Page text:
Big-time loss unable to define UCF’s season
Published: Sunday, September 9, 2012
Updated: Sunday, September 9, 2012 14:09
It won’t look like a knock-down, drag-out grudge match when the casual observer sees the 31-16 score in today’s paper or in a blurb across the bottom of a TV screen.
It won’t even look like too close of a game when a 45-second highlight reel is shown, maybe showcasing one of Braxton Miller’s cross-field runs or a Blake Bortles interception.
But Urban Meyer and his team know what kind of football game that was.
They know that it was a game played between two strong, fast, hard-hitting squads that may both be ineligible for postseason play, but will certainly have earned it come year’s end.
“Both the teams we have played so far are great. I think Central Florida was a little more physical. They pushed a little more and tried a little harder. I could tell they wanted to win,” freshman defensive lineman Noah Spence said in a release.
A little more physical may be the understatement of the year. The Knights delivered several crushing blows to fleet-footed quarterback Miller and put starting running back Carlos Hyde out of commission in the first half.
But at the end of the day, the Knights lost.
Let’s be honest, it took an incredibly optimistic fan to expect the team to pull out a win at the Horseshoe. The Buckeyes have lost only seven games at Ohio Stadium in the past 10 years.
The point of the game was that the Knights were right there.
It hurts to see mistakes and poor game planning cause a game of such weight to slip away, but at this point, UCF is at a crucial moment.
Right now, the team is at a crossroads.
A win on Saturday would have been huge. But now, the team’s fate rests on how it reacts to this loss.
The Knights are about to kick off a four-game home stand that will make or break the entire season, both in the Conference USA standings and in the hearts of the fans.
First comes FIU – the team that broke the UCF faithful with an upset win over the Knights at home last season.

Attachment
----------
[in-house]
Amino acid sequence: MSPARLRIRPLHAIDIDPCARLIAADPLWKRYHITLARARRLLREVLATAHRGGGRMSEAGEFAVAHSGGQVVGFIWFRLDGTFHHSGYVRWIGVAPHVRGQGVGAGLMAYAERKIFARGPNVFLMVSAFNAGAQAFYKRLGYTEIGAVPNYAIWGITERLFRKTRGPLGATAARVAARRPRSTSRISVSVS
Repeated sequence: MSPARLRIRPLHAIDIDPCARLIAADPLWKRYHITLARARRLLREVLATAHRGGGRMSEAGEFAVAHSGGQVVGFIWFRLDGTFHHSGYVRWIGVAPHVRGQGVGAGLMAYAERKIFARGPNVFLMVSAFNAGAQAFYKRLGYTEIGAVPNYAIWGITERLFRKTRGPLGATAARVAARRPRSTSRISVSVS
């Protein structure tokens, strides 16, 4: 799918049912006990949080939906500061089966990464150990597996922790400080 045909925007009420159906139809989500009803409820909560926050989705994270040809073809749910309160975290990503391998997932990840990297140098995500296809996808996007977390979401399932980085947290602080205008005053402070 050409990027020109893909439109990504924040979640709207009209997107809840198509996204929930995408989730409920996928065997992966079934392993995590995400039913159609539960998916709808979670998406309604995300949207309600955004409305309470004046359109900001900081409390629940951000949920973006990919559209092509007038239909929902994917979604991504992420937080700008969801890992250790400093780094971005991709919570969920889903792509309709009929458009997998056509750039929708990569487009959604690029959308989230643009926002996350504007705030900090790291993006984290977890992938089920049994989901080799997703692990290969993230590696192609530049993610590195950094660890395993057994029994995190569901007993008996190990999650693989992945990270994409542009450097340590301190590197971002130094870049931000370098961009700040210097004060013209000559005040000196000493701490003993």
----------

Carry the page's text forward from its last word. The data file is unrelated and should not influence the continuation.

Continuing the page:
A bye week later, the Knights play in their Super Bowl, a game against SEC opponent Missouri at home.
If UCF can win these two games, it may be able to persuade the fans to show up to a few more contests this year. If it loses, we’re looking at a half-filled bounce house for the remainder of the year.
Next up comes the beasts of the East in C-USA. The Knights play East Carolina and Southern Miss back-to-back at home.
Sweep these games and the Knights are sitting pretty atop the C-USA East standings. Lose them, and UCF will wish it never appealed its postseason ban.
Take 2010, for example.
Remember that year? That magical time when the Knights took the C-USA crown, beat the Dawgs in the Liberty Bowl and finished the year in the top 25 nationally.
That year UCF took a heartbreaking loss to NC State at home in the second game of the year and still managed to find its way to the best season in program history.
Heartbreaking loss to a BCS-level school? Second game of the year? Sound familiar?
The season’s not lost, especially with how the team’s C-USA schedule shapes up. The Knights can afford a loss to Missouri in three weeks and still rally for a historic run.
It all depends on the Knights’ resiliency.
Will Blake Bortles beat himself up over his three interceptions?
Will the defense shut down because of its inability to stop the best quarterback it will see all year?
These questions will be answered in UCF’s next four games. How they’re answered will determine the team’s success.
If what UCF showed on the field on Saturday gives any indication, I think this loss will soon be forgotten. But it will take short-term memory loss from the players first for that to happen.